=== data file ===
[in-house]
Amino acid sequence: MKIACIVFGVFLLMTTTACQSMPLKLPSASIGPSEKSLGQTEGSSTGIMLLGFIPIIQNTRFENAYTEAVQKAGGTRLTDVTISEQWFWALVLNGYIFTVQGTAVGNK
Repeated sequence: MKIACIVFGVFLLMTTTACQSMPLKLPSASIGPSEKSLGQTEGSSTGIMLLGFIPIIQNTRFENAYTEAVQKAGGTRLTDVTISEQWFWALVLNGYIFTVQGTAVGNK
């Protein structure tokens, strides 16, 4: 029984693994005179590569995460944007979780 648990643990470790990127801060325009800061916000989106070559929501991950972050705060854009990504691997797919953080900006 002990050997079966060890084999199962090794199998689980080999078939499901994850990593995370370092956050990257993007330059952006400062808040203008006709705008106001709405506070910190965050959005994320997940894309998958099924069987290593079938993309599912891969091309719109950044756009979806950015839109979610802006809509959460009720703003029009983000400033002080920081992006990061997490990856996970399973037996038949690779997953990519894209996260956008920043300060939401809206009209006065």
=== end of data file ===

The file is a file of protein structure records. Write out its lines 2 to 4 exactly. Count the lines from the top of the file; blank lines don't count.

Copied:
Amino acid sequence: MKIACIVFGVFLLMTTTACQSMPLKLPSASIGPSEKSLGQTEGSSTGIMLLGFIPIIQNTRFENAYTEAVQKAGGTRLTDVTISEQWFWALVLNGYIFTVQGTAVGNK
Repeated sequence: MKIACIVFGVFLLMTTTACQSMPLKLPSASIGPSEKSLGQTEGSSTGIMLLGFIPIIQNTRFENAYTEAVQKAGGTRLTDVTISEQWFWALVLNGYIFTVQGTAVGNK
């Protein structure tokens, strides 16, 4: 029984693994005179590569995460944007979780 648990643990470790990127801060325009800061916000989106070559929501991950972050705060854009990504691997797919953080900006 002990050997079966060890084999199962090794199998689980080999078939499901994850990593995370370092956050990257993007330059952006400062808040203008006709705008106001709405506070910190965050959005994320997940894309998958099924069987290593079938993309599912891969091309719109950044756009979806950015839109979610802006809509959460009720703003029009983000400033002080920081992006990061997490990856996970399973037996038949690779997953990519894209996260956008920043300060939401809206009209006065």